In the Garden:
Southern California Coastal & Inland Valleys
Lacinato kale is bolting but still edible.
Still Eating Bolting Veggies -- To A Point
Disappointed that some of your overwintering leafy veggies are bolting already? You can indeed continue to eat from those plants, at least to a certain point, and some much longer than others. Here are some tips to get that extra couple of weeks of harvest.
Some of the plants that we've been eating from since last October, especially the romaines, have already reached the inedible state where I pull them up and replant with new seedlings. The butterheads and bibb-types that I started from seed and transplanted at the same time as the romaines are continuing to be sweet and luscious. However, I still taste a leaf from each plant before I harvest the outer leaves, just to make sure I'll still enjoy the full salad. There's nothing worse than hitting a bitter leaf among the already-dressed greens to turn enjoyment into a dare to eat any more! Your personal tastebuds will determine when that threshold of bitterness has been reached, since some of us would love a whole salad of radicchio, and others of us can barely tolerate one crunch. So, your tasting that leaf will alert you to either pick the outer leaves (leaving only the 3 or 4 inch-size ones to continue growing) or pull the whole plant.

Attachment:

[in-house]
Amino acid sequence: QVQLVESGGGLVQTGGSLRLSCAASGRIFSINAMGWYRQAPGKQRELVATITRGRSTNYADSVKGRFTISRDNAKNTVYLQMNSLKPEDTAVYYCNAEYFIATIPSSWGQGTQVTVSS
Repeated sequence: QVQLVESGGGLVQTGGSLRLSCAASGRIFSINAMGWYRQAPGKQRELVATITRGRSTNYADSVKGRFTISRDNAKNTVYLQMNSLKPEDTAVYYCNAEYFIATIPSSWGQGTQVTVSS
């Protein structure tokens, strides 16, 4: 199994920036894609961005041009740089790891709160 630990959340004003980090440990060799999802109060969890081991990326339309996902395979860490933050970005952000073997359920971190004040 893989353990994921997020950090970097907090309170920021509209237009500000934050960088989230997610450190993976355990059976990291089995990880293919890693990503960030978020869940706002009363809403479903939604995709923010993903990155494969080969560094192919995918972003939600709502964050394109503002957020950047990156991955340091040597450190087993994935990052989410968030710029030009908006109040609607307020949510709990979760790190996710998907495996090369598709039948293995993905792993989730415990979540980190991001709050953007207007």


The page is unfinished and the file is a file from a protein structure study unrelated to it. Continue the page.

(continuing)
Even if the lettuce is borderline bitter, you can achieve another harvest or two by leaching out the bitterness by submerging the lettuce for 10 minutes or so in water, dumping the water, refilling the bin, and resubmerging for another 10 minutes. This enables the leaves to exchange water for the bitter compounds. It also crisps up the leaves nicely, so I use this technique for all lettuce harvests -- it just has this additional benefit for the borderline-bitter ones.
Cilantro and Parsley, Kale, Tatsoi and Bok Choi
These don't turn bitter, but as the stems lengthen, the foliage becomes more and more sparse. Some of the still tender, topmost stems can be harvested since they haven't turned woody yet. Enjoy the blossoms, too!
As soon as you see the center stalk and its swollen tip that will become the flower, pull the leek, cut off the roots, slice lengthwise, and remove the center stalk. Once this stalk is removed, the rest of the raw leek is fine to use either whole or chopped. But don't even think about using that center stalk. Even though it may slice as easily as the surrounding leaves, when cooked, its cellulose becomes unchewable, and you'll be picking out its inedible bits from your stew.
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